There have been a few observations I’ve made about the Oklahoma City Thunder so far this season. It confirms what I have been thinking for a long time, and unfortunately, the sad truth about the Thunder and their future.


It was a very interesting game against the Spurs the opening night because strangely, both teams now need to undertake each other’s style of play or aim to at least. The Spurs are trying to have two dominant players in Kawhi Leonard and Lamarcus Aldridge and Billy Donovan is trying to make the Thunder share the ball more (ALA the San Antonio Spurs). My observations from the first six games for the Thunder is they have not yet done that, and don’t look to be heading that way either.


In a lot of ways, it’s almost like the Thunder have TOO MUCH TALENT, yes I said it, too much. In recent seasons, they’ve had names such as Derek Fisher, Reggie Jackson, Kevin Martin, James Harden, Thabo Sefolosha, Jeff Green, Shaun Livingston and Caron Butler bless their roster at one point in time, maturity may have been a question mark over the Thunder at a point in time, but talent never has. They’ve groomed and nurtured two young potential franchise players into flat out superstars in this league but somewhere along the line something was lost, or rather, something wasn’t learned. You see, Russell Westbrook and Kevin Durant are score first players, they aren’t the selfless superstar, willing passer and pass first player that the likes of LeBron James or Chris Paul are, and in here lies the ultimate problem. Their biggest challenge is, and always has been, finding the right balance between sharing the ball and giving the freedom to Russell Westbrook and Kevin Durant to express their God given talents. This balance has not been found under Scott Brooks, nor does it seem to be heading in the right direction under Billy Donovan from what we’ve seen.


The Thunder will win games, a lot of games, because they have 2 of the top 5 players in this league at the moment on one team. They have an abundance of talent, however, even with all their wins and all their highlight plays, at the end of the day, it is not a recipe for success when trying to win a Championship.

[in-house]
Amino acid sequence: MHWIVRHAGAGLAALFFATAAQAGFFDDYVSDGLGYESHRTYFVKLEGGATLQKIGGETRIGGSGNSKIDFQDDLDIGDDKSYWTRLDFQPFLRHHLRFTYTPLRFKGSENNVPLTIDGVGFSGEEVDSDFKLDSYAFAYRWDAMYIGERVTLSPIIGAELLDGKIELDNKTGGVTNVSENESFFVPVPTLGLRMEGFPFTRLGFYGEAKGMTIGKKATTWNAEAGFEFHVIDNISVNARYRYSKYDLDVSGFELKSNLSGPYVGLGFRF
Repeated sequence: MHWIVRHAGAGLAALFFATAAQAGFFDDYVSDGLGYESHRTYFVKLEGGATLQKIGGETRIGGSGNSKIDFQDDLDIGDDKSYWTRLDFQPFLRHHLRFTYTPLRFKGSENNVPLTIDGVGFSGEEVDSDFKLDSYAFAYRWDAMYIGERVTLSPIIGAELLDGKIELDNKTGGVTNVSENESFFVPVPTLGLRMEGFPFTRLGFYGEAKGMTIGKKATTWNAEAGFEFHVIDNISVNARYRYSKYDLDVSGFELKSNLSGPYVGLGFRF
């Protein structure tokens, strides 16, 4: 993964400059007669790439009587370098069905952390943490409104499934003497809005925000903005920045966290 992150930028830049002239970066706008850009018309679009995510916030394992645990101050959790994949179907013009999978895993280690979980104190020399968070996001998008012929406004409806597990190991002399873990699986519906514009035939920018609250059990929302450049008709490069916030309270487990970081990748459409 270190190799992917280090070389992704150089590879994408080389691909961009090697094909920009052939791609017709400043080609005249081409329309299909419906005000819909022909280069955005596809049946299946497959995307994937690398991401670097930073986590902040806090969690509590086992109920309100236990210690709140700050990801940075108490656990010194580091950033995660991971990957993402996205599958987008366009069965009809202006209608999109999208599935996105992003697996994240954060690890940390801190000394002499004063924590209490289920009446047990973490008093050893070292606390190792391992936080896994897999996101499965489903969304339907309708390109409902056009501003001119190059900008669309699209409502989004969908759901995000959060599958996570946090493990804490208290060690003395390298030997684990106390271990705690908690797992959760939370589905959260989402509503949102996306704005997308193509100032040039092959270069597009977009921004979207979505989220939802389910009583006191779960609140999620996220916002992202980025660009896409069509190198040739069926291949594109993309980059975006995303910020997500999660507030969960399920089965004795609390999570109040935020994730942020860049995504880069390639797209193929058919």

We’ve seen it in recent years that teams need to play together, regardless of how much individual talent is on the roster. The San Antonio Spurs, Golden State Warriors and Miami Heat are evidence of this in recent years. The Thunder have absolutely no excuses this season, the front office has done an incredible job of constructing a roster with stability, no glaring weaknesses and the personnel to achieve something special this season. They have added productive, explosive and versatile pieces in Enes Kanter, rookie Cameron Payne, Dion Waiters, Kyle Singler, DJ Augustine and held onto the already proven pieces of Serge Ibaka, Anthony Morrow, Steven Adams, Steve Novak, Mitch McGary and Andre Roberson. The Thunder are deep, very deep, they can put out multiple lineups, they can play big ball, they can play small ball, they can do it all, but they still don’t play together. Westbrook and Durant combined for 91 Points again against the Magic a few weeks ago and they still rely on Westbrook and Durant to carry them, but this approach will continue to only take them so far.


The Thunder will continue to play this way, and if they do, they will likely again fall short when it matters most, short of an NBA Championship.